Setting the drift up along the left bank we started to fish. As we did so it was clear our drogue usage was in need of a little fine tuning. The heavily tree lined coast was coming at us faster and closer than was comfortable. After my dreams of a full day fishing without loosing a fly were perilously close to disappearing around the branch of a reservoir side deciduous tree.

We managed to pry ourselves off the bank and set the drift up again. We spent the next 30 minutes or so honing our drift setting skills. We did so well that Phil had us threaded between marker buoys like a seasoned pro an hour later. It was at the end of one of these drifts that my attempt at old school resy fishing paid off.

I’d Swapped my top dropper for a Butcher about 15 minutes earlier. This vintage fly was tied by me about 18 years ago and had never been used. Rather than the very traditional silver, black and pink fly when I made this fella I’d used orange instead of pink, Peacock Swords for the wing, and some weird mylar type silver body thing. I had a heavily weighted black lure on the end and the ‘Butcher’ on the top dropper – 18 years after tying (remarkably well tied too, I might add) it did the business! Trout number 2 was hooked, landed and dispatched.

Shortly after this we started to head back – it was getting on for 5pm and we had to be back at half past as our catch was being cooked and served up for us in the restaurant.

Coming in hot!

We got back to the pontoons 20 minutes later, tied up and started to unload all our stuff. The stuff that started out all tidy and packed in bags and boxes, now strewn across the boat, about as tidy as my 13 year olds bedroom floor. We scooped it all together and dumped it onto the dockside. It was at this point we noticed another fishing boat coming in. It was coming in at full speed, but was a good way out. We finished gathering our gear and started heading towards the car park. Looking round the boat was nearly at the pontoon, but still coming in fast. He drew level with the end, still going fast. He went past the end, heading for the spaces half way down, still going fast. He hit the pontoon, hit a tied up boat and veered back out into clear water, still going very fast. The three other people on the boat looked a little wide eyed and panicked. To avoid any further issues, we suggested he slow right down and throw a line to us and we’d drag him in, thankfully that worked and no deep sea salvage was required.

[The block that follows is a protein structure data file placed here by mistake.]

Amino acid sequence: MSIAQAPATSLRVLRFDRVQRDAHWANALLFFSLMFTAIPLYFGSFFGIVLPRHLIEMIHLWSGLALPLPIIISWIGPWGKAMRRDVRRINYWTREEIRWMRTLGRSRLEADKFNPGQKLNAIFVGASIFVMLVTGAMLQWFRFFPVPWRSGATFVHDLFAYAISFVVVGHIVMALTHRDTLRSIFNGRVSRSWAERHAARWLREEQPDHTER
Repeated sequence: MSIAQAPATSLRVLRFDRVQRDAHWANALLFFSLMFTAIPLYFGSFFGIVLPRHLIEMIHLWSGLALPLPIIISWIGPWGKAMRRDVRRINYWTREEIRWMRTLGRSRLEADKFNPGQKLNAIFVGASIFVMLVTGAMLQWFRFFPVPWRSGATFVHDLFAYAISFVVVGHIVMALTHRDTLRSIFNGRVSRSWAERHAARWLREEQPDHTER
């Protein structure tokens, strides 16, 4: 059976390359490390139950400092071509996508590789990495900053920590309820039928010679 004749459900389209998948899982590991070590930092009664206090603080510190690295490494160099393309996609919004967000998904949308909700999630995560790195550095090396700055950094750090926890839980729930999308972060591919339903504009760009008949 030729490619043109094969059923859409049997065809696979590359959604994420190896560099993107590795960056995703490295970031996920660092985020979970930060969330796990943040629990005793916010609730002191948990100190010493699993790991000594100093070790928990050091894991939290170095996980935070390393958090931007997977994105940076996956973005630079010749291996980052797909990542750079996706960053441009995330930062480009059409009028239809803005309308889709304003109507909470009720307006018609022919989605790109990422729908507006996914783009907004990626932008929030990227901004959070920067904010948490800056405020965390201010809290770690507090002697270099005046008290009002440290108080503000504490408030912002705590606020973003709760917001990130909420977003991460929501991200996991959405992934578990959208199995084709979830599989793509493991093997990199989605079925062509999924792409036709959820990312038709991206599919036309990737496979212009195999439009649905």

Putting the boats to bed for the night

An excellent end to a truly Epic Kielder day

After getting the fishing gear safely stowed away in the car, wellies off and hat hair somewhat sorted out, we filled in the catch return and headed off to the Boat Inn. We were met by Margaret and Donna from the restaurant – they welcomed us in and took the days catch off into the kitchen. Shortly afterwards Kevin Mulraney the head Chef, came out and asked how we’d like the trout cooked. He suggested pan seared fillets, with pine nuts and a summer salad – put like that, how could we refuse!

Head chef Kevin preparing the trout

As we sat waiting for our dinner to arrive, we drank a very welcome and tasty pint of local ale – Wylam Puffing Billy and enjoyed the view out over the water across to Pithouse Crags, it really is a superbly situated restaurant. Shortly after Margaret arrived with our dinner. As you can see from the picture it looked amazing. And as amazing as it looked it tasted 10 times better – easily the best trout I’ve eaten.

It tasted as good as it looked, and it looked damn good

We drank, ate and discussed the events of the day, before slowly making our way back to the cars and heading off to our respective homes.

Table with a view

A truly memorable day indeed.

I’d like to say a big thanks from Phil and myself to all the people we met, especially Peter, Kevin, Margaret and Donna who made our day an epic Kielder adventure, and one I hope to be repeating as soon as possible.


If you’d like to see all the photo’s from our trip, take a look at the North East Fly Fisherman Tumblr page – they’re all up there for your viewing pleasure!


One Response to “Epic Kielder? Lets see shall we…”

  1. Matt Eastham

    Enjoyable account that. Nice to see the traditional flies worked for you. I find they can be very effective on the big north country ressies!